In economics, a **real** value of a good or other entity has been adjusted for inflation, enabling comparison of quantities as if prices had not changed. Changes in **real terms** therefore exclude the effect of inflation. In contrast with a real value, a **nominal** value has not been adjusted for inflation, and so changes in nominal value reflect at least in part the effect of inflation.

A representative collection of goods, or **commodity bundle**, is used for comparison purposes, to measure inflation. The **nominal** (unadjusted) value of the commodity bundle in a given year depends on prices current at the time, whereas the real value of the commodity bundle, if it is truly representative, remains the same. The real values of individual goods or commodities may rise or fall against each other, in relative terms, but a representative commodity bundle as a whole retains its real value as a constant over time.

A price index is calculated relative to a **base** year. Indices are typically normalized at 100 in the base year. Starting from a base (or reference) year, a price index *P _{t}* represents the price of the commodity bundle over time

The inflation rate between year *t* - 1 and year *t* is:

- change in price / price in year
*t*- 1

The price index is applied to adjust the nominal value *Q* of a quantity, such as wages or total production, to obtain its real value. The real value is the value expressed in terms of purchasing power in the base year.

The index price divided by its base-year value, gives the growth factor of the price index.

Real values can be found by dividing the nominal value by the growth factor of a price index. Using the price index growth factor as a divisor for converting a nominal value into a real value, the real value in year *t* relative to the base year 0 is:

The real growth rate is the change from one period to the next of a nominal quantity in real terms. It measures by how much the buying power of the quantity has changed.

where:

- is the nominal growth rate of ,

and:

- is the inflation rate.

For values of between -1 and 1, we have the Taylor series

so

Hence as a first-order (*i.e.* linear) approximation,

The bundle of goods used to measure the Consumer Price Index (CPI) is applicable to consumers. So for wage earners as consumers, an appropriate way to measure real wages is to divide the nominal wage (after-tax) by the growth factor in the CPI.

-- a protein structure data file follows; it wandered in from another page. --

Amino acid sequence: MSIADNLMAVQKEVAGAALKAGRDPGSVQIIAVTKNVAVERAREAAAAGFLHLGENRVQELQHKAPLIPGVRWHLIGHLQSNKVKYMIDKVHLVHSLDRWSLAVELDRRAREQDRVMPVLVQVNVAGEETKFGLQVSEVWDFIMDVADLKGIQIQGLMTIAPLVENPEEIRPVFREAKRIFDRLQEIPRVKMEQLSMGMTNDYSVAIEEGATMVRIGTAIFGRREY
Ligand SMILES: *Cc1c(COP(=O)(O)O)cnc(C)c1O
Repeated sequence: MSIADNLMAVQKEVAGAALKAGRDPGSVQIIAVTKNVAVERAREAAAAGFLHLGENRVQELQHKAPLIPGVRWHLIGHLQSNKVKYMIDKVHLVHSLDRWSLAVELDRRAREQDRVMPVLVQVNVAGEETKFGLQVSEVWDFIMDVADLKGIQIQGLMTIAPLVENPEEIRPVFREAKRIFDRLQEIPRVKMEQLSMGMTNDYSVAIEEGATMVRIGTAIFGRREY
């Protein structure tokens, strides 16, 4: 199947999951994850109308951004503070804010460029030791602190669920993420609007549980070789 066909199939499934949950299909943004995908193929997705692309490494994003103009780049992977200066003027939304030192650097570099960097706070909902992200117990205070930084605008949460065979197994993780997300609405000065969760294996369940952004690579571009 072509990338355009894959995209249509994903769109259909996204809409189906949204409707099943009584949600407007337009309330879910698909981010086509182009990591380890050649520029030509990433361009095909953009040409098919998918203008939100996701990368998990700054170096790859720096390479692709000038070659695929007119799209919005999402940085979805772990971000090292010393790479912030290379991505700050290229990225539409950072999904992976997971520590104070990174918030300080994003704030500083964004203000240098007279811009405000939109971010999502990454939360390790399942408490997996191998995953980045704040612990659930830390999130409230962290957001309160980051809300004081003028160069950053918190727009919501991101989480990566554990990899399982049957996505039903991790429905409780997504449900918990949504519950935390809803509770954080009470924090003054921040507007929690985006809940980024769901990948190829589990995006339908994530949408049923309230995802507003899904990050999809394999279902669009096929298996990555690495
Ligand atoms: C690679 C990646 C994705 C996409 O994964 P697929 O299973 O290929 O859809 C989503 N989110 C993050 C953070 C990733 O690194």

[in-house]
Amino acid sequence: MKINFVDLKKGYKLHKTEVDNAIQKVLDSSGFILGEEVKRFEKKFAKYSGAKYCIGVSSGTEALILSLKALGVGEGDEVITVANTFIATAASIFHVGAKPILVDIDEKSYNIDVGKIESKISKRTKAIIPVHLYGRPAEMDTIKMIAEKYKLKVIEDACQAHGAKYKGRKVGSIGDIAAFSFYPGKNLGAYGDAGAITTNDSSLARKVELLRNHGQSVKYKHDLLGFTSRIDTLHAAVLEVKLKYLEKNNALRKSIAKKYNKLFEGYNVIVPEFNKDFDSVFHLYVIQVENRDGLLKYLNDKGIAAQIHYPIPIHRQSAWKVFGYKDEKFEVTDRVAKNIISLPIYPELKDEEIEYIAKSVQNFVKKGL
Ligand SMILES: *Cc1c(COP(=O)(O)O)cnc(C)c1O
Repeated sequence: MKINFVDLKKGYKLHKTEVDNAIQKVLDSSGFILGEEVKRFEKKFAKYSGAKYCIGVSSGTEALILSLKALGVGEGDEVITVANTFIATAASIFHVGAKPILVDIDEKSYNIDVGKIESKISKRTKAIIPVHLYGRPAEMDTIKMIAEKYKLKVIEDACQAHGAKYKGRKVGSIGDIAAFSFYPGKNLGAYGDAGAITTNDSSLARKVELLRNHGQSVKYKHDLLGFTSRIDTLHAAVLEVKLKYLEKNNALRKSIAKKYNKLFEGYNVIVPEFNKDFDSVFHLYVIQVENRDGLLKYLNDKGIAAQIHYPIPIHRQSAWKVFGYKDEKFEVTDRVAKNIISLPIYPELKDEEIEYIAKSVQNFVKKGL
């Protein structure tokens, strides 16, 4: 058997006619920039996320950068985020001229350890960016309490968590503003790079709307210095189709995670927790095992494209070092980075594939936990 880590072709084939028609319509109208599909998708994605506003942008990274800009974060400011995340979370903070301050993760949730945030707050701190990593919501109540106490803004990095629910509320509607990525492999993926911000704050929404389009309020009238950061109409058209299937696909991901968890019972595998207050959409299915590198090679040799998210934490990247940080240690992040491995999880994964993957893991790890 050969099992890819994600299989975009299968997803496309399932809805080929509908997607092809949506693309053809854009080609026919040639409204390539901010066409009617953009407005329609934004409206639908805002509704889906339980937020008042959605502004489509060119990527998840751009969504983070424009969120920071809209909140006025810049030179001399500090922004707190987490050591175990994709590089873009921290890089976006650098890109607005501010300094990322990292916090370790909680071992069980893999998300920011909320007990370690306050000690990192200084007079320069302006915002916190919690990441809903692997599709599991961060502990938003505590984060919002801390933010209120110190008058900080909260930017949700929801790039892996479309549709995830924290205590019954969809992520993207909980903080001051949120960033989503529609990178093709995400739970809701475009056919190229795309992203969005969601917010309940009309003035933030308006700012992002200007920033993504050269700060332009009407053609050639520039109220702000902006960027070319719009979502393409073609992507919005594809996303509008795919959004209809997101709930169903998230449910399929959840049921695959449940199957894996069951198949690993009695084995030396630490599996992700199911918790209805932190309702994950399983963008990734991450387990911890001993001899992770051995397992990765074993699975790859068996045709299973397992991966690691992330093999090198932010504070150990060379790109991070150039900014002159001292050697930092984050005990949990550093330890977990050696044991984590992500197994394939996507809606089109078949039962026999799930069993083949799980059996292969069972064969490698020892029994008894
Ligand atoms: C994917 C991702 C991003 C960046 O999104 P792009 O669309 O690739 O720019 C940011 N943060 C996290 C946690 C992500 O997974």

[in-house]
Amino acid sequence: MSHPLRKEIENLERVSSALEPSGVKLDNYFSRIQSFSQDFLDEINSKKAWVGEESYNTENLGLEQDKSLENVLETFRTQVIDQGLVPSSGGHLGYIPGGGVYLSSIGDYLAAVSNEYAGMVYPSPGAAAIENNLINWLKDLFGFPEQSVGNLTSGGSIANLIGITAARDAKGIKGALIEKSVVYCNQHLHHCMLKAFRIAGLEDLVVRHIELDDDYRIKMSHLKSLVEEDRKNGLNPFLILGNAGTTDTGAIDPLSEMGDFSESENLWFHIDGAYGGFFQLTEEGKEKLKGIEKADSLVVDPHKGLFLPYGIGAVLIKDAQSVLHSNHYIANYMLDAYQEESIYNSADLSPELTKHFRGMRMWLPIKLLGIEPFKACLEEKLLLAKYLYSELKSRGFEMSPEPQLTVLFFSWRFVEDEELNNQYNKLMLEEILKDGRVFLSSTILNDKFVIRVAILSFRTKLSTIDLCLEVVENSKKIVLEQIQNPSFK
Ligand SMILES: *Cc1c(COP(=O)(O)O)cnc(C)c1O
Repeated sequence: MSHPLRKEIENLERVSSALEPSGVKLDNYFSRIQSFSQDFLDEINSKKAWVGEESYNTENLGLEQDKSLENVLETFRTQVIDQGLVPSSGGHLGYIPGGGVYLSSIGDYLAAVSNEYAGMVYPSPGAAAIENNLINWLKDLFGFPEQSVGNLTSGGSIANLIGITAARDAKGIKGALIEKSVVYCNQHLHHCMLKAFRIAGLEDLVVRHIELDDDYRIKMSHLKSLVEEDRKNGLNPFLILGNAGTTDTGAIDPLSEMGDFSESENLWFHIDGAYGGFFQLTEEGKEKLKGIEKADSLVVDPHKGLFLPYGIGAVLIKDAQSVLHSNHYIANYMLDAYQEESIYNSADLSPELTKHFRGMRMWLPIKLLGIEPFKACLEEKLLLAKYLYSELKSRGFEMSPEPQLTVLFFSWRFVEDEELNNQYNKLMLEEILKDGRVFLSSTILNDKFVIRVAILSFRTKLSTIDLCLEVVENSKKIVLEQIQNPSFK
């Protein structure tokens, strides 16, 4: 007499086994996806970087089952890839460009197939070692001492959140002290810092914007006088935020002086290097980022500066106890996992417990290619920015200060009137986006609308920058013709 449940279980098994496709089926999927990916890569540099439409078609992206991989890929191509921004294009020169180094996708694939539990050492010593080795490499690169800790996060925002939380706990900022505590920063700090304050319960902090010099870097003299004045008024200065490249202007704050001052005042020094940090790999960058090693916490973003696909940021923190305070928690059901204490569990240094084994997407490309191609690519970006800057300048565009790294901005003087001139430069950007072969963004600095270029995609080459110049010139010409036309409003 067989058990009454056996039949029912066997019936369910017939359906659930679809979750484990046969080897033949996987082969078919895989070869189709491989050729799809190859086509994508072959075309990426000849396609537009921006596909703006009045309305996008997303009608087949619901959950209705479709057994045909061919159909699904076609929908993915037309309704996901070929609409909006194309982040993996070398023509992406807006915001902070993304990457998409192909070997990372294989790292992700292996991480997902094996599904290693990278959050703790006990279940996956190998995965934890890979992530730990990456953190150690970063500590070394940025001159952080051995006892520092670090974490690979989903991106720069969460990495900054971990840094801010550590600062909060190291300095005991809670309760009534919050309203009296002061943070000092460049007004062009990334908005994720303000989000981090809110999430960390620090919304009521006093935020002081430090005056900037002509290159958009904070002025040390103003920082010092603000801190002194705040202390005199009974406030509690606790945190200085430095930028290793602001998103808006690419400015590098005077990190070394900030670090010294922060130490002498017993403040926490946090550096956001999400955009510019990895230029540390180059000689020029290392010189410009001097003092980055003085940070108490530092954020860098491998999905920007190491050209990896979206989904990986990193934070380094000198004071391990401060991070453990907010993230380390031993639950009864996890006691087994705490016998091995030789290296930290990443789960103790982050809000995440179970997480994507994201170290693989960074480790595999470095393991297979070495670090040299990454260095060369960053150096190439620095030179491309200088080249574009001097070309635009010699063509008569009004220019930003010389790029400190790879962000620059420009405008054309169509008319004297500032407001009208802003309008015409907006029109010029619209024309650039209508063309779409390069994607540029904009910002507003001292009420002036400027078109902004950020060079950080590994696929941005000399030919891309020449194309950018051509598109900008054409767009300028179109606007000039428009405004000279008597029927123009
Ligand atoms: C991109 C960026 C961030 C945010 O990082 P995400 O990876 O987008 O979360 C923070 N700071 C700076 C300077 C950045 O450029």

Gross domestic product (GDP) is a measure of aggregate output. Nominal GDP in a particular period reflects prices which were current at the time, whereas real GDP compensates for inflation. Price indices and the U.S. National Income and Product Accounts are constructed from bundles of commodities and their respective prices. In the case of GDP, a suitable price index is the GDP price index. In the U.S. National Income and Product Accounts, nominal GDP is called *GDP in current dollars* (that is, in prices current for each designated year), and real GDP is called *GDP in [base-year] dollars* (that is, in dollars that can purchase the same quantity of commodities as in the base year).

If for years 1 and 2 (possibly a span of 20 years apart), the nominal wage and price level P of goods are respectively
- nominal wage rate: $10 in year 1 and $16 in year 2
- price level: 1.00 in year 1 and 1.333 in year 2,
then real wages using year 1 as the base year are respectively: - $10 (= $10/1.00) in year 1 and $12 (= $16/1.333) in year 2.
The real wage each year measures the buying power of the hourly wage in common terms. In this example, the real wage rate increased by 20 percent, meaning that an hour's wage would buy 20% more goods in year 2 compared with year 1. |

As was shown in the section above on the real growth rate,

where

- is the rate of increase of a quantity in real terms,

- is the rate of increase of the same quantity in nominal terms, and

- is the rate of inflation,

and as a first-order approximation,

In the case where the growing quantity is a financial asset, is a nominal interest rate and is the corresponding real interest rate; the first-order approximation is known as the Fisher equation.^{[1]}

Looking back into the past, the *ex post* real interest rate is approximately the historical nominal interest rate minus inflation. Looking forward into the future, the expected real interest rate is approximately the nominal interest rate minus the expected inflation rate.

Not only time-series data, as above, but also cross-section data which depends on prices which may vary geographically for example, can be adjusted in a similar way. For example, the total value of a good produced in a region of a country depends on both the amount and the price. To compare the output of different regions, the nominal output in a region can be adjusted by repricing the goods at common or average prices.

- Aggregation problem
- Classical dichotomy
- Constant Item Purchasing Power Accounting
- Cost-of-living index
- Deflation
- Financial repression
- Index (economics)
- Inflation
- Inflation accounting
- Interest
- Money illusion
- National accounts
- Neutrality of money
- Numéraire
- Real interest rate
- Real prices and ideal prices
- Template:Inflation – for price conversions in articles

**^**Benninga, Simon; Oded Sarig (1997). Corporate Finance: A Valuation Approach. The McGraw-Hill Companies. p. 21. ISBN 0-07-005099-6.[1]

- W.E. Diewert, "index numbers," ([1987] 2008)
*The New Palgrave Dictionary of Economics*, 2nd ed. Abstract. - R. O'Donnell (1987). "real and nominal quantities,"
*The New Palgrave: A Dictionary of Economics*, v. 4, pp. 97–98 (Adam Smith's early distinction vindicated) - Amartya Sen (1979). "The Welfare Basis of Real Income Comparisons: A Survey,"
*Journal of Economic Literature*, 17(1), p p. 1-45. - D. Usher (1987). "real income,"
*The New Palgrave: A Dictionary of Economics*, v. 4, pp. 104–05